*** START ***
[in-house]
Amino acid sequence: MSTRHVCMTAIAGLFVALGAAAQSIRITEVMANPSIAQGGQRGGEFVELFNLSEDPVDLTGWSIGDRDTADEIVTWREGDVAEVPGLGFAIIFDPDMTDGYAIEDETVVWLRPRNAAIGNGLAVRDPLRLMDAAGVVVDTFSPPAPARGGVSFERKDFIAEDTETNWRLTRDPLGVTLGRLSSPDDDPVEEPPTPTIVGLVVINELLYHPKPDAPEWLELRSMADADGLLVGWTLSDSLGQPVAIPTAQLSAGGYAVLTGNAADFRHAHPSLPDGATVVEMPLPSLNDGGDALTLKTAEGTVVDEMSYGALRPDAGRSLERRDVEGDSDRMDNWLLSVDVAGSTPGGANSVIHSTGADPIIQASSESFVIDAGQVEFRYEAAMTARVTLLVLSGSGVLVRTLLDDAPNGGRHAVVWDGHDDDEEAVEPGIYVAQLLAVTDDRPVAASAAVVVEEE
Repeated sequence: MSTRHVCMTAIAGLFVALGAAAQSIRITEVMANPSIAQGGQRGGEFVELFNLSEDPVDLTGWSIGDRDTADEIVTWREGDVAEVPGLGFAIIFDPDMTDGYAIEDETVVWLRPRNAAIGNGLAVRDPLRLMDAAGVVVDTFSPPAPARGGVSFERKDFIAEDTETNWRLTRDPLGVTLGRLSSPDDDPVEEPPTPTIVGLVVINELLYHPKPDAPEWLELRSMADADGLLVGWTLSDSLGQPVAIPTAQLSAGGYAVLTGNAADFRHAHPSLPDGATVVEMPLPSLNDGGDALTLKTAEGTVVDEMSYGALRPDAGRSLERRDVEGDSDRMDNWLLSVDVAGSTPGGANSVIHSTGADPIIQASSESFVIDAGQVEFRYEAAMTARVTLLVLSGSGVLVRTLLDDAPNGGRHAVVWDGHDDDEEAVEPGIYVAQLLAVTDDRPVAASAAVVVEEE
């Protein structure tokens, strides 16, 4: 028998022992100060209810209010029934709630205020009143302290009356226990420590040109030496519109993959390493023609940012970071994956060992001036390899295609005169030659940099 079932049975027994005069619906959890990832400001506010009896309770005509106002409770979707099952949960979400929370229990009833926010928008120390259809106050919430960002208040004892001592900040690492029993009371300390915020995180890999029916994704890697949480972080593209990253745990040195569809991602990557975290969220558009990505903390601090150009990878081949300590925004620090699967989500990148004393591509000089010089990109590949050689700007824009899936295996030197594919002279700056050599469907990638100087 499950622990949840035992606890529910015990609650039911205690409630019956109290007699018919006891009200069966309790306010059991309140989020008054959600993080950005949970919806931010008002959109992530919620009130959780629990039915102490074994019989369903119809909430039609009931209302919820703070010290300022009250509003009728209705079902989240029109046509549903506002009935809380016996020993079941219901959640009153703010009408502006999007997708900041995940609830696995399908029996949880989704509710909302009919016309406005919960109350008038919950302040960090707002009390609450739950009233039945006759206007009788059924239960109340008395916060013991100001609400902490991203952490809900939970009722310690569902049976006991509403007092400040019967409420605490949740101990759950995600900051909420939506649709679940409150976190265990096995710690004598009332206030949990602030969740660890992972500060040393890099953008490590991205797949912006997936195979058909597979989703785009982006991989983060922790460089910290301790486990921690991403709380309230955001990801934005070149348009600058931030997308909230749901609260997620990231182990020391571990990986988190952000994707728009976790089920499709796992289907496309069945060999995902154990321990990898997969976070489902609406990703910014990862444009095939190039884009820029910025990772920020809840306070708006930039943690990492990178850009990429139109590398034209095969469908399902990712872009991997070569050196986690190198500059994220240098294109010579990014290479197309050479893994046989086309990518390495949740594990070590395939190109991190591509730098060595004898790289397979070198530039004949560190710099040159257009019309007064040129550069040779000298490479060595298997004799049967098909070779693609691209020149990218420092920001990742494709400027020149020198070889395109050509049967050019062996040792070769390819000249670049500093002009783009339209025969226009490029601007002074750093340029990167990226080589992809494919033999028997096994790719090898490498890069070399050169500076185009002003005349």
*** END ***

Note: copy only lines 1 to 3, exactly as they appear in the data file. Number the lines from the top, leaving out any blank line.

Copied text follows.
[in-house]
Amino acid sequence: MSTRHVCMTAIAGLFVALGAAAQSIRITEVMANPSIAQGGQRGGEFVELFNLSEDPVDLTGWSIGDRDTADEIVTWREGDVAEVPGLGFAIIFDPDMTDGYAIEDETVVWLRPRNAAIGNGLAVRDPLRLMDAAGVVVDTFSPPAPARGGVSFERKDFIAEDTETNWRLTRDPLGVTLGRLSSPDDDPVEEPPTPTIVGLVVINELLYHPKPDAPEWLELRSMADADGLLVGWTLSDSLGQPVAIPTAQLSAGGYAVLTGNAADFRHAHPSLPDGATVVEMPLPSLNDGGDALTLKTAEGTVVDEMSYGALRPDAGRSLERRDVEGDSDRMDNWLLSVDVAGSTPGGANSVIHSTGADPIIQASSESFVIDAGQVEFRYEAAMTARVTLLVLSGSGVLVRTLLDDAPNGGRHAVVWDGHDDDEEAVEPGIYVAQLLAVTDDRPVAASAAVVVEEE
Repeated sequence: MSTRHVCMTAIAGLFVALGAAAQSIRITEVMANPSIAQGGQRGGEFVELFNLSEDPVDLTGWSIGDRDTADEIVTWREGDVAEVPGLGFAIIFDPDMTDGYAIEDETVVWLRPRNAAIGNGLAVRDPLRLMDAAGVVVDTFSPPAPARGGVSFERKDFIAEDTETNWRLTRDPLGVTLGRLSSPDDDPVEEPPTPTIVGLVVINELLYHPKPDAPEWLELRSMADADGLLVGWTLSDSLGQPVAIPTAQLSAGGYAVLTGNAADFRHAHPSLPDGATVVEMPLPSLNDGGDALTLKTAEGTVVDEMSYGALRPDAGRSLERRDVEGDSDRMDNWLLSVDVAGSTPGGANSVIHSTGADPIIQASSESFVIDAGQVEFRYEAAMTARVTLLVLSGSGVLVRTLLDDAPNGGRHAVVWDGHDDDEEAVEPGIYVAQLLAVTDDRPVAASAAVVVEEE